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Quinny: Captaincy isn’t exactly rocket science


“I’m never going to be the head boy. I’m a little outside the box and I enjoy being a little different to people”.

Quinton de Kock (left) with Proteas batting coach Lance Klusener during a net session this week. Picture: BackpagePix

SOUTH African cricket fans that have become accustomed to Faf du Plessis’s suave leadership skills and media engagements would have every reason to feel apprehensive now that Quinton de Kock will be at the helm for the upcoming T20 series against India.

It’s only for the interim – like all things in South African cricket are at the moment – with Du Plessis back in the saddle when the real business of Test cricket starts at the end of the month.

But that’s still enough time for the anxiety to set in.

De Kock is definitely not a disciple of the Mike Brearley leadership school, where every decision is mulled over timeously, especially as the Proteas wicket-keeper described his last stand-in stint as “pretty cool” and that “I didn’t think too long about field positions. Captaincy isn’t exactly rocket science.”

It’s enough to send shivers down anyone’s spine, but perhaps more attention should be paid to a further line from De Kock where he has previously said: “I’m never going to be the head boy. I’m a little outside the box and I enjoy being a little different to people”.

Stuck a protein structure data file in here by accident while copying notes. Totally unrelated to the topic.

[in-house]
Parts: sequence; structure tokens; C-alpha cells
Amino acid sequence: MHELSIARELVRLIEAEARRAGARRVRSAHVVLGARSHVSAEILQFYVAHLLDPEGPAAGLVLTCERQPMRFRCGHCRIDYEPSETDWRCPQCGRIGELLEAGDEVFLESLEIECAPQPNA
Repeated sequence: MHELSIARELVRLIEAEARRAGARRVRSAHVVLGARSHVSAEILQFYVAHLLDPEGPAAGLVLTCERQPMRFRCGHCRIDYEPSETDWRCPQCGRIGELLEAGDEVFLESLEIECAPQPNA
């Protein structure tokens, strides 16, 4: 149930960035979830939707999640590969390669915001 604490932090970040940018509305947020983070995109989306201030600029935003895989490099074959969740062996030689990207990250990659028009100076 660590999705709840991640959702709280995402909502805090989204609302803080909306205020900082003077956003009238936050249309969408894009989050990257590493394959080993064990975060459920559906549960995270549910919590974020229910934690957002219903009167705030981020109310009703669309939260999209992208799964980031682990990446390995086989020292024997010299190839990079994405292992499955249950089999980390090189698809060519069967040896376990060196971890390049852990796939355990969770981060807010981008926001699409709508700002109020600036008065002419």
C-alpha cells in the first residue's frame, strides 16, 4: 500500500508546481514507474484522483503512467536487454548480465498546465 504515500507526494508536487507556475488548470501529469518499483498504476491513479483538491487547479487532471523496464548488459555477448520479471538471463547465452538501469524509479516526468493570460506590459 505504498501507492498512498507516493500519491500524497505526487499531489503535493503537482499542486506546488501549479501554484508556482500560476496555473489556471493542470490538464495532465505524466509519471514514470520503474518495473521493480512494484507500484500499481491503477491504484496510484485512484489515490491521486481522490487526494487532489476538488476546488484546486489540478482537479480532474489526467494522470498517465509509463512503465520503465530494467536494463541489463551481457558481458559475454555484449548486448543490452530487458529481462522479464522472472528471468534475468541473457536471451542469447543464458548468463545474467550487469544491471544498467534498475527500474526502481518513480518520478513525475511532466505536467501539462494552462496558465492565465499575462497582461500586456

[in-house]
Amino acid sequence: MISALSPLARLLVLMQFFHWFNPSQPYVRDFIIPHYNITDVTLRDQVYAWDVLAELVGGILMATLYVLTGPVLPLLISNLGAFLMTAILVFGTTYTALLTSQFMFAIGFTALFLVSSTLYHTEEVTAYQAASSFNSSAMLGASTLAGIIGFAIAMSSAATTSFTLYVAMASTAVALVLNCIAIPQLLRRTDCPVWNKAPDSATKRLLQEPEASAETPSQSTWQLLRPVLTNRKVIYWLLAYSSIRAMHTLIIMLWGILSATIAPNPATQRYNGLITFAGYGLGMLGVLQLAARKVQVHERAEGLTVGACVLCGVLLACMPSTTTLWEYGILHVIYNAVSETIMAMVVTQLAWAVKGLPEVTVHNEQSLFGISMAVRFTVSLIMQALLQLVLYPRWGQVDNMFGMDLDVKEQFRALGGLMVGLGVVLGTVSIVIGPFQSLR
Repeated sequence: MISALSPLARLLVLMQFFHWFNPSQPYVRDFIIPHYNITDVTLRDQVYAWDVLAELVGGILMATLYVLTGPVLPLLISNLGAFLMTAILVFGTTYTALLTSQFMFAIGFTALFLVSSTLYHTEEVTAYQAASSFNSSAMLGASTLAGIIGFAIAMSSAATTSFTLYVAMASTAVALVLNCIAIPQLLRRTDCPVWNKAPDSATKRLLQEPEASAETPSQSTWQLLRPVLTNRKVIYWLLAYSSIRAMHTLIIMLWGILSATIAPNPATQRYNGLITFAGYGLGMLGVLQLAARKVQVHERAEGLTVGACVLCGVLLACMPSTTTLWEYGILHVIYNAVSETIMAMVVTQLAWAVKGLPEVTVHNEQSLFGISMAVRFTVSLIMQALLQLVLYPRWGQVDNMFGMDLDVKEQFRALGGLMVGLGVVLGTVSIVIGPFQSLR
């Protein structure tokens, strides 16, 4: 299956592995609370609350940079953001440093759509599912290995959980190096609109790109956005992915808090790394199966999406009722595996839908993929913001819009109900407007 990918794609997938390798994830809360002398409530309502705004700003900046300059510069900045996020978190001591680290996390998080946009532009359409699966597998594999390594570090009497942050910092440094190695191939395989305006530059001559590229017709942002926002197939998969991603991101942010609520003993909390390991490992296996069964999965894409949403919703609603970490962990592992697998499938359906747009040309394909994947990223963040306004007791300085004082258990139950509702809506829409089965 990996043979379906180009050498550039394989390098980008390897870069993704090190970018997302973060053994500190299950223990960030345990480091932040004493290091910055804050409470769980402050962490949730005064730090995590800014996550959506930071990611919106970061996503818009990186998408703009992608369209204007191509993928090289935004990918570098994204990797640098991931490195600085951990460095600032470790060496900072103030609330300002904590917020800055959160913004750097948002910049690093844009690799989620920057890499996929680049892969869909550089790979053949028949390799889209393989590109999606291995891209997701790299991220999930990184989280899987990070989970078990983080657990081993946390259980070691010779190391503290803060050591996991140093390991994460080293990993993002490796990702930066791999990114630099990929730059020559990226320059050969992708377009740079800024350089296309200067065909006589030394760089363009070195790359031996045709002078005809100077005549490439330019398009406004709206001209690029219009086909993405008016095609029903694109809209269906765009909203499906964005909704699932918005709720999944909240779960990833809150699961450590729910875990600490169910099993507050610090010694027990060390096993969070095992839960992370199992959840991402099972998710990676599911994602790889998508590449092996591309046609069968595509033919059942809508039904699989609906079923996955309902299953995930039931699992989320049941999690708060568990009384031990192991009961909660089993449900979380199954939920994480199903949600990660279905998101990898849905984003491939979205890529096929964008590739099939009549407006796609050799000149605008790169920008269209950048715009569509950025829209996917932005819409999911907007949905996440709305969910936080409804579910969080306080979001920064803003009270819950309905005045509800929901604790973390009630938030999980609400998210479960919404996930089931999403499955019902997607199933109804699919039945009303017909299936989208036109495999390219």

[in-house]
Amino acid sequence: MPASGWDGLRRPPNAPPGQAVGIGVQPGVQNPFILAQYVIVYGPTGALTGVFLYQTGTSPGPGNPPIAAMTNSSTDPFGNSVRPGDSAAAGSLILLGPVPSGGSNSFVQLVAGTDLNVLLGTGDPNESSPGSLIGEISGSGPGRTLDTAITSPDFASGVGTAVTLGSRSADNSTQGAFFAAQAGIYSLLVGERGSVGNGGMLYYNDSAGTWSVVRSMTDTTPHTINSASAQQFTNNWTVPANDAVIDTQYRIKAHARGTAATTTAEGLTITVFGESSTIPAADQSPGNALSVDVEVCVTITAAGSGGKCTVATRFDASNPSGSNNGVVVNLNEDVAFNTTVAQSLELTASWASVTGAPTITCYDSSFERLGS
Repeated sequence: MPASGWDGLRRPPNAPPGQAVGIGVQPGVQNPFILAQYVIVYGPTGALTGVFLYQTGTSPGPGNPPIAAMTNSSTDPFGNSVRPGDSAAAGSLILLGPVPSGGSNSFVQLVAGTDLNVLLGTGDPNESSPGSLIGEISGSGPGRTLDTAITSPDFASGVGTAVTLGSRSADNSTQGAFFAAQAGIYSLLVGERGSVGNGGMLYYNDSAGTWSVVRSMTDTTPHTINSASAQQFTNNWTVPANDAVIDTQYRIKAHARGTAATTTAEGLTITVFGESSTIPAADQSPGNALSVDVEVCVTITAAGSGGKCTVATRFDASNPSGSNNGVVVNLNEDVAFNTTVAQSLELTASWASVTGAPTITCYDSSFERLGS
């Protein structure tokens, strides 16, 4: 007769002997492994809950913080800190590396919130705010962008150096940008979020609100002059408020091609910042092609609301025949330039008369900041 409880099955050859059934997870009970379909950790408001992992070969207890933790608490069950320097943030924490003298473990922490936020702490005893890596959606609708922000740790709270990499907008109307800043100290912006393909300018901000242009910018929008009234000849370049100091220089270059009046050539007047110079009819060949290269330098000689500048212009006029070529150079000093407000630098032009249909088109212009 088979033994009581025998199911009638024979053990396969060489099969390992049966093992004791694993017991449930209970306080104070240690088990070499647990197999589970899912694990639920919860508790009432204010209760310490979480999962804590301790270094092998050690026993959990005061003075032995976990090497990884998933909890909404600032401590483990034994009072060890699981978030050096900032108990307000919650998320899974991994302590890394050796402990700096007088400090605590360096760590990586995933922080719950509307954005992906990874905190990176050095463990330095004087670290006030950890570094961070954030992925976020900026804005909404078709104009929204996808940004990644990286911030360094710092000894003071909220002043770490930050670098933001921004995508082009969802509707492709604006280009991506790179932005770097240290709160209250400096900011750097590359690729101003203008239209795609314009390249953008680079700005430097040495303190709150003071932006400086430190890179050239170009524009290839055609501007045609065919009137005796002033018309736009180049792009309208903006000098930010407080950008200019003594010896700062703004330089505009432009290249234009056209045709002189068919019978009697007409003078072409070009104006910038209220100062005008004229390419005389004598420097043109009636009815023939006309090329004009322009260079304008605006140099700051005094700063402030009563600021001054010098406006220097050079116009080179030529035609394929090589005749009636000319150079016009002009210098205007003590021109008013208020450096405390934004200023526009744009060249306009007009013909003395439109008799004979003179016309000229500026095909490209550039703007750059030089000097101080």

Perhaps this “act on instinct” mantra is the shot-in-the-arm the Proteas require, particularly after the disappointing World Cup campaign earlier this year.

Full confidence

New Proteas interim Team Director Enoch Nkwe certainly has full confidence that De Kock can capably fill the breach.

“We have a good leader here with me (Quinton de Kock),” Nkwe said upon the Proteas arrival in Dharamshala yesterday. “If you look at our captain, he has played a lot of cricket here in India.

“We know where Faf stands as our captain and as player. He’s done great things for South African cricket. We also need to look at what the future could hold for us. We believe in Quinton’s leadership. I strongly believe that we have a good enough squad. We know the opposition are strong in the backyard, but we are here to win.”

For all of Nkwe’s belief, it will certainly though be a stiff task to replicate the T20I series win the last time the Proteas were in India.

The core of the successful 2016 unit have either retired or been cast aside, which has left this Proteas with a group of greenhorns for the three-match series starting on Sunday.

The current group have just over 200 T20I caps, but with only two players De Kock (36) and David Miller (70) boasting more than half of them. De Kock, though, remains full of belief that his youthful squad could spring a few surprises over the next couple of weeks.

“We have a lot of new players,” De Kock said. “But win or lose, I just want the guys to keep competing. We have a young team and they will bring lots of energy.”